RRMS Study Using MRI Reveals Benefits of Experimental Therapy in Achieving No Evidence of Disease Activity
The analysis was published in the journal BMC Neurology, in a study entitled “Effect of peg interferon beta-1a on MRI measures and achieving no evidence of disease activity: results from a randomized controlled trial in relapsing-remitting multiple sclerosis.”
Subcutaneous (SC) peginterferon beta-1a, a pegylated form of interferon (IFN) beta-1a that has recently been found to be an effective treatment for patients with RRMS, with evidence showing that interferons can produce about an 18–38% reduction in the rate of MS relapses.
Magnetic resonance imaging (MRI) is an important tool for monitoring MS disease activity and progression and has been found to work as a measure of treatment effects in patients with RRMS.
Previous studies have shown that no evidence of disease activity (NEDA; absence of clinical [defined as no relapses and no onset of 12-week confirmed disability progression] and MRI [no gadolinium-enhancing lesions and no new or newly enlarging T2 hyperintense lesions] disease activity) is now achievable in many patients with RRMS.
In the ADVANCE study, a Phase 3 randomized double-blind placebo controlled trial involving 183 sites in 26 countries, researchers explored the feasibility of peginterferon beta-1a as new treatment for patients with relapsing multiple sclerosis (RRMS).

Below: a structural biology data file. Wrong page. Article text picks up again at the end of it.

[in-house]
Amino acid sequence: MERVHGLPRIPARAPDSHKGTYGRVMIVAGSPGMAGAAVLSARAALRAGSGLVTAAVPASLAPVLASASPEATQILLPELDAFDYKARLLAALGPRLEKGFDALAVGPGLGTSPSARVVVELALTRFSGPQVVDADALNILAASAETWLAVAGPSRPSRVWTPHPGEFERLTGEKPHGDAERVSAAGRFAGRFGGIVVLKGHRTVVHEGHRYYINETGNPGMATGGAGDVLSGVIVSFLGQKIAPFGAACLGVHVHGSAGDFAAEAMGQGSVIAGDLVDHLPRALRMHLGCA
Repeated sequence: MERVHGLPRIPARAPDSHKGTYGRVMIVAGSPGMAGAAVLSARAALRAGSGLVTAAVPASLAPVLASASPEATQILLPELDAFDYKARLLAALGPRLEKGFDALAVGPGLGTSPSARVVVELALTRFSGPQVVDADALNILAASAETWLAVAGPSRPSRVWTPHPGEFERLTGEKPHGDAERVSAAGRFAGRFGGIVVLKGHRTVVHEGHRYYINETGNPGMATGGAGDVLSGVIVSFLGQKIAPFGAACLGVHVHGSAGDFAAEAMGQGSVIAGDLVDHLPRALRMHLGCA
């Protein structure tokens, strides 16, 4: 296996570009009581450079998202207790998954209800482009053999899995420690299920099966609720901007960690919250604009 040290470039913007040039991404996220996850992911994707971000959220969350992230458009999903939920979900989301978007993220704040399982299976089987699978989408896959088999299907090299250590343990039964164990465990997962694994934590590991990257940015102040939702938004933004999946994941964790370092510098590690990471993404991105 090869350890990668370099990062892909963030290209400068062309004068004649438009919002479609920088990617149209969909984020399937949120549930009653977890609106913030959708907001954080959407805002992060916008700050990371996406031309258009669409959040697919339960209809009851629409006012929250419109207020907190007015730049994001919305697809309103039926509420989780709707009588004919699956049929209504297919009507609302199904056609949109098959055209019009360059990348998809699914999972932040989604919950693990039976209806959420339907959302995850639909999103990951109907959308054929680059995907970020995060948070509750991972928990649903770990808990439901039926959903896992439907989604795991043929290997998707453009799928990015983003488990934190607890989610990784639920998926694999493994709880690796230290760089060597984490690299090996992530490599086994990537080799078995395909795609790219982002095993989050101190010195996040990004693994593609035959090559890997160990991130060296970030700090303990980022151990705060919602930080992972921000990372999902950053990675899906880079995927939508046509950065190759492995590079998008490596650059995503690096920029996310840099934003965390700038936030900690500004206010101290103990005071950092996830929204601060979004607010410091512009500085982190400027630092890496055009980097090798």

In the study, 1512 patients were randomized to double-blind placebo or peg interferon beta-1a 125 µg every 2 or 4 weeks. Sensitivity analyses were conducted using minimal MRI allowance definitions. RRMS patients were randomized to double-blind placebo or peginterferon beta-1a 125 µg every 2 or 4 weeks. Sensitivity analyses were conducted using minimal MRI allowance definitions.
Results from the first year showed that peginterferon beta-1a (125 µg SC) administered every 2 or 4 weeks significantly improved clinical endpoints, and risk of relapse and 12-week confirmed disability progression. Several MRI-related endpoints versus placebo were examined, with a safety profile reflecting established IFN beta-1a therapies.
Additionally, every 2-week dosing showed greater reductions relative to placebo versus every 4 week dosing across relapse and all MRI endpoints.
Based on the MRI analyses, NEDA and efficacy for single clinical endpoints, the researchers concluded that SC peginterferon beta-1a every 2 weeks is an effective treatment option for patients with RRMS.